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Used for analyzing incoming raw materials, the technology also serves product authentication purposes
Over the past four years, technology originally developed for homeland-security applications, then for explosives detection, has been adopted as a quick but accurate method for verifying the chemical supplies being shipping for pharmaceutical production. Along the way, says developer Ahura Scientific (Wilmington, MA), pharma security personnel have used the technology to verify the authenticity of products in the field—a common requirement when investigating counterfeit or diverted product.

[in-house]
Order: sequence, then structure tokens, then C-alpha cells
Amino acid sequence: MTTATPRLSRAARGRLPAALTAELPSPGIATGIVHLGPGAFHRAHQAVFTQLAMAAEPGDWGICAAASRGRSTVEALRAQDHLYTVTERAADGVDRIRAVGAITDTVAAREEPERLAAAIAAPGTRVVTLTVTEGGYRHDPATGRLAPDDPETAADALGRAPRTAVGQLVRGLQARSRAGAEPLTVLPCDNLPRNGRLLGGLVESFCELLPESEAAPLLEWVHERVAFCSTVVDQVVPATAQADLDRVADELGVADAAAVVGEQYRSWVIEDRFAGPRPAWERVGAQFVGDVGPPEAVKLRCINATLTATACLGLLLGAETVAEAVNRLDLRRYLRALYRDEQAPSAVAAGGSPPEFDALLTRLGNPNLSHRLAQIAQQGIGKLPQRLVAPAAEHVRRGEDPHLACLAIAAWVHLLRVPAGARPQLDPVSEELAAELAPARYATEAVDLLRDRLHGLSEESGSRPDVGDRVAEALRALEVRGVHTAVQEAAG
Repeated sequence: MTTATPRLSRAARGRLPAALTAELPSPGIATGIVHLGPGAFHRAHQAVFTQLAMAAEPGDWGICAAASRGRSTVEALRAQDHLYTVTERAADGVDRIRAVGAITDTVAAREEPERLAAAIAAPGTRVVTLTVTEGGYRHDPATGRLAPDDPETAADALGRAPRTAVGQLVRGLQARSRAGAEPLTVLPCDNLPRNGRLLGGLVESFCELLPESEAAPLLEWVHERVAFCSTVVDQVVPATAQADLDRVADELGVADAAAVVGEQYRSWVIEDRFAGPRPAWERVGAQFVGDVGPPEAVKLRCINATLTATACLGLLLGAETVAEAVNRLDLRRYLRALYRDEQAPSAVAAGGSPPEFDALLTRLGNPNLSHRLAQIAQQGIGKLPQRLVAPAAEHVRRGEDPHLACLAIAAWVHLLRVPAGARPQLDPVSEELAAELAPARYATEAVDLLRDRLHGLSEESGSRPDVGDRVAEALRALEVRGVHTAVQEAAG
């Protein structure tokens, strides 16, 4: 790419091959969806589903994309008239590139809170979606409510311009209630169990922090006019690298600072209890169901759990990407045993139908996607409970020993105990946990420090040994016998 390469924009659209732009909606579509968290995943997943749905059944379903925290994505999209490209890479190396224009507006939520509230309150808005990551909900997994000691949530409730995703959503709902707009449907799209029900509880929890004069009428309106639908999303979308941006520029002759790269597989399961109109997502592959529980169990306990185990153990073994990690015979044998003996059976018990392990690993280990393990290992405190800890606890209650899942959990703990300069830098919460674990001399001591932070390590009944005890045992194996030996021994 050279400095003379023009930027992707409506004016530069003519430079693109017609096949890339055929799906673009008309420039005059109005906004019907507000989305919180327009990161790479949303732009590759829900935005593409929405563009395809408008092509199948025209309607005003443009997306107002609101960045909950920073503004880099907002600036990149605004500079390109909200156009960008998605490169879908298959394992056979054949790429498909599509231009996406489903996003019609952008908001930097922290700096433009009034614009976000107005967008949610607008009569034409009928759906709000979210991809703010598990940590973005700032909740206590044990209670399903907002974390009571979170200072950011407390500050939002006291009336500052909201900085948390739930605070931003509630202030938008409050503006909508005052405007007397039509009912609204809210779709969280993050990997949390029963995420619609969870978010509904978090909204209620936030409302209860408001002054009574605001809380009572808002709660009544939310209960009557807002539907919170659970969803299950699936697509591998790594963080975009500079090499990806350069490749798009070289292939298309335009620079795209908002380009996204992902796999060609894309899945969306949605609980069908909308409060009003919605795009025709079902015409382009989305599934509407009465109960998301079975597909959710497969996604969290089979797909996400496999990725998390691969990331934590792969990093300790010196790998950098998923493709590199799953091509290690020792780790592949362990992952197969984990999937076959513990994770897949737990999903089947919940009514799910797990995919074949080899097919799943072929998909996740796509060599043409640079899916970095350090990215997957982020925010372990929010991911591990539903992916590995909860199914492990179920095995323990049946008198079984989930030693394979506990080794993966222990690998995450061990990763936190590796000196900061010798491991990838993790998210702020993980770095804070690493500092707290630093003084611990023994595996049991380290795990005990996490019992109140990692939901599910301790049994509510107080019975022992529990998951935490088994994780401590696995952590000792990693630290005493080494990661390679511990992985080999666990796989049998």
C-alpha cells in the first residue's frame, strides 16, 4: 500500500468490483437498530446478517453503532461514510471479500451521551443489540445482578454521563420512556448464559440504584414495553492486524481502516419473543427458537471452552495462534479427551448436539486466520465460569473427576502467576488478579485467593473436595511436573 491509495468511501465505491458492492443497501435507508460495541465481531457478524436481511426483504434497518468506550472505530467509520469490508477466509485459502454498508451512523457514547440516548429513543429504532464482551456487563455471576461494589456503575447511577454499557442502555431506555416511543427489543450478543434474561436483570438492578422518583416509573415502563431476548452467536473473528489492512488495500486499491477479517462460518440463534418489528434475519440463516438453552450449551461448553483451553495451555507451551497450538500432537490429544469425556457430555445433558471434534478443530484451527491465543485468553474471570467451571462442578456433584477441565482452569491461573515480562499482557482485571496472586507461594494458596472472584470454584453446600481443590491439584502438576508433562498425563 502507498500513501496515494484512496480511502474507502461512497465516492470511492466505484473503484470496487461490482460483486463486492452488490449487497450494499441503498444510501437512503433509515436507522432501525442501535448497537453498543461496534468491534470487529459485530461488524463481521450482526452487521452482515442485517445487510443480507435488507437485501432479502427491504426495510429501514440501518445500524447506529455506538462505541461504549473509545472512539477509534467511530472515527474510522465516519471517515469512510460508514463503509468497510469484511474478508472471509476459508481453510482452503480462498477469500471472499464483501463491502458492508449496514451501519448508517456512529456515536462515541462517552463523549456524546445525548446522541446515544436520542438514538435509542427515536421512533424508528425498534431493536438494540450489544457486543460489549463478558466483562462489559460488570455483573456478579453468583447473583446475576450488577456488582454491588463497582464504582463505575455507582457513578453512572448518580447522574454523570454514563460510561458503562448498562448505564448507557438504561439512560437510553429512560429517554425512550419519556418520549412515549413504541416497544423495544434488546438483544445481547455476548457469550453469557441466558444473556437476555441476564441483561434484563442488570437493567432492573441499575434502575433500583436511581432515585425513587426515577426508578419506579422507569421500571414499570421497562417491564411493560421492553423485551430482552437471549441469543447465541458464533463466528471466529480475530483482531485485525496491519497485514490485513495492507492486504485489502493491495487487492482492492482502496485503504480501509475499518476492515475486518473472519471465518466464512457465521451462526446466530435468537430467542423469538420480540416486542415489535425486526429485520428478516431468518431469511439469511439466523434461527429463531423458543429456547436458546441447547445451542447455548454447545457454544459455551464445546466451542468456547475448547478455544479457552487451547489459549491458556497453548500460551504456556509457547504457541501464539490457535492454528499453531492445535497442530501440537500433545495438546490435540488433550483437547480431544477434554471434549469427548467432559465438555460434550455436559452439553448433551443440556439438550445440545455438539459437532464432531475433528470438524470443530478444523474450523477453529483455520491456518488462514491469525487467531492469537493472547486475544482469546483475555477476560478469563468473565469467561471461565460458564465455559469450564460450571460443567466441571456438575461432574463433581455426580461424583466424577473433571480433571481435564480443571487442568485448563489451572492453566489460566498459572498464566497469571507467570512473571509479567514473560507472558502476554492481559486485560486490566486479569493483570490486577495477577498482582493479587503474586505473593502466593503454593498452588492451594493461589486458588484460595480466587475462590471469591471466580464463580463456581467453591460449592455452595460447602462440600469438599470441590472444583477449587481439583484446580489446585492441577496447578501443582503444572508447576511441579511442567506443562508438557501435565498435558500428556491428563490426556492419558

Ahura says that as of September, its TruScan handheld instrument is in use in 100 pharma facilities, including nine of the top 10 manufacturers. “Just as companies transformed the telecommunications industry from landline to wireless and beyond, we are transforming the $40-billion analytical and life sciences instrument market to provide life-saving information in a mobile format,” said Doug Kahn, chairman and CEO.
The instrument, based on Raman spectroscopy, provides an on-the-spot analysis of raw or finished goods. It can read through packaging, including pharma blister packs, says the firm. While such devices won’t themselves secure the pharma supply chain, they can be a tool for the ongoing efforts in the industry.